In addition, CP / M 86 was able to score with applications - CP / M programs could be ported to CP / M 86 relatively easily. In short: PC-DOS 1.0 had no technical advantages over CP / M, it was unstable and immature. The fact that PC-DOS was successful at all was due to the fact that IBM only paid license fees once and was able to sell their PC-DOS for only 60 USD, while Digital Research's CP / M 86 cost a full 175 USD. After IBM noticed that their PC-DOS was a copy of CP / M, they paid Digital Research $ 800,000 without bargaining or grumbling, just to keep them from suing IBM.

Both operating systems were equally successful for about 2 years. MS-DOS was only able to overtake the CP / M 86 in 1983. Version 2.11 finally solved the teething troubles. Above all, however, Bill Gates was able to convince the head of the Lotus company through personal persuasion to develop their program Lotus 1-2-3 for MS-DOS and not CP / M 86. Lotus 1-2-3 was a spreadsheet and at that time these programs were the "killer applications" that justified buying a PC because they saved a lot of time in accounting, administration or accounting. In the course of time MS-DOS was able to gain market share and also got bit by bit better. Version 2 supported hard disks and the tree system with subfolders adopted from UNIX. Version 3.0 offered simple protection of files with simultaneous access (important for networks) and from version 4.0 you could manage more than 32 Mbytes per disk. MS-DOS 6, the last version implemented mainly additional tools that would otherwise have to be purchased separately, such as compression, file utilities, memory managers and virus scanners. Since the code for the compression had been stolen, it had to be quickly exchanged for another compressor in versions 6.2 and higher.

CP / M evolved into Concurrent CP / M - it could run multiple applications at the same time like UNIX. Unfortunately the computers were too slow and the GEM graphical user interface was presented at the same time as Windows. But Digital Research could never keep up with Microsoft financially: Microsoft got rich from MS-DOS. This was mainly based on the passage that MS-DOS should be licensed. Everyone who wanted to build a clone of an IBM PC had to buy the operating system from Microsoft. This made Microsoft billions in MS-DOS. There was still a legal dispute with SCP in the mid-1980s. As the inventor of QDOS, you didn't have to pay any license fees for MS-DOS. Microsoft sued against this, but was unsuccessful and in a settlement SCP waived all rights to QDOS for a payment of a further USD 975,000. Microsoft pays a total of USD 1.05 million to SCP for an operating system that is estimated to have sold 200 million times.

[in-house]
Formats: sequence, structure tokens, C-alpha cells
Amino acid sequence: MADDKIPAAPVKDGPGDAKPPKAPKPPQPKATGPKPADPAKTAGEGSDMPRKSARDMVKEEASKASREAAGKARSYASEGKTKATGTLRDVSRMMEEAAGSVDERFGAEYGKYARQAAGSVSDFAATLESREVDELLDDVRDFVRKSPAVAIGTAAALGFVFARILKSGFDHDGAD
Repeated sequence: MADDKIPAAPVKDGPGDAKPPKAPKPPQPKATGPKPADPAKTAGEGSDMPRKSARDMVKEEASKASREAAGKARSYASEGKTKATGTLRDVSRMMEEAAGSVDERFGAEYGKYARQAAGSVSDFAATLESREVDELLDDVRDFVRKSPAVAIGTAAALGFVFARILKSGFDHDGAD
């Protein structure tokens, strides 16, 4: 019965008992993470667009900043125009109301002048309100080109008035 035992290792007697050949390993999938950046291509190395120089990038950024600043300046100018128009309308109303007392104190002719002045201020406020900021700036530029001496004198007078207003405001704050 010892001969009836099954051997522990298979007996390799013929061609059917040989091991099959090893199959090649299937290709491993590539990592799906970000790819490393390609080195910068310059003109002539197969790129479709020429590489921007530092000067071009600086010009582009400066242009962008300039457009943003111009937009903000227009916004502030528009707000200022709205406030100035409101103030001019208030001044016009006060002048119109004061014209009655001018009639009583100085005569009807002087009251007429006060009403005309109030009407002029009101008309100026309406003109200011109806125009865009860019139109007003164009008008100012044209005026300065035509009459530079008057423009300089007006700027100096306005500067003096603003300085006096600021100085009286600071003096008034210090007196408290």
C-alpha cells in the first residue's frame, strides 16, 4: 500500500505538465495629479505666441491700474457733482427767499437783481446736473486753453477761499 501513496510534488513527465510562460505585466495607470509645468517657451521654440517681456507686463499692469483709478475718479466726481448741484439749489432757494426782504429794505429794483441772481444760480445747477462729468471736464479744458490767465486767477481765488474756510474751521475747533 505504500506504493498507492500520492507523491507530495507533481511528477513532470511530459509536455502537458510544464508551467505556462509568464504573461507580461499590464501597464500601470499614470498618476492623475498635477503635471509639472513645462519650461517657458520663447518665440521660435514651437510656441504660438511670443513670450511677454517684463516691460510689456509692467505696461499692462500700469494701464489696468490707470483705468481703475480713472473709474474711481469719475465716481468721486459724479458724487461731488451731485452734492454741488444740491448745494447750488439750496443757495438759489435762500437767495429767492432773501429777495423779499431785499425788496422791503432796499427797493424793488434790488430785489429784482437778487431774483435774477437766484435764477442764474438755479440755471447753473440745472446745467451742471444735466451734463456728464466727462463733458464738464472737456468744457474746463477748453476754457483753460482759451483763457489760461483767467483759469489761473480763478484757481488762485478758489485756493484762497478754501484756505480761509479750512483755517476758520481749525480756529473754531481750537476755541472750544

Digital Research was successful with an MS-DOS clone called DR-DOS in the late 1980s. It was more powerful and cheaper than MS-DOS. So that this did not stay that way, in 1991 Windows 3.1 previous versions, which were widely distributed, were implemented, warning messages that reported an error when it was running under DR-DOS. These were not included in the finished Windows version, but the reputation was already ruined. In 1991, DR-DOS was taken over by Novell and sold expanded as Novell-DOS (with an additional version of Netware Lite). In 1998 it was taken over by Caldera, who a day later filed a lawsuit against the practices in 1981 and 1991. The process ended in January 2000 with a settlement in which Microsoft paid $ 200 million.


I have also published a book on the subject of computers. "Computer history (s)" contains what the title says: individual episodes from the early days of the PC. They are episodes from the résumés of Ed Roberts, Bill Gates, Steve Jobs, Stephen Wozniak, Gary Kildall, Adam Osborne, Jack Tramiel and Chuck Peddle and how they created the PC.

The book is rounded off by a brief explanation of the computer technology in front of the PC, as well as a summary of what happened afterwards when the claims were staked. I have tried to write a book that sets it apart from other books in that it not only tells history but also explains why certain products were successful, i.e. it deals with the technology.

The second edition, published in 2014, has been updated and slightly expanded. The most extensive change is a 60-page chapter on Seymour Cray and the supercomputers he designed. Due to price reductions for new editions, at 19.90 euros it is 5 euros cheaper than the first edition, despite the increased volume. It has also been published as an e-book for 10.99 euros.

More about the book on its own page.

Here is a complete overview of my books with direct links to the BOD bookshop. The books can also be ordered directly from bookstores (since I write about very special topics, you will hardly find them in the display) and they are of course available on the popular online platforms such as Amazon, Libri, Buecher.de.

© of the text: Bernd Leitenberger. Any publication of this text in whole or in part may only be made with the consent of the author.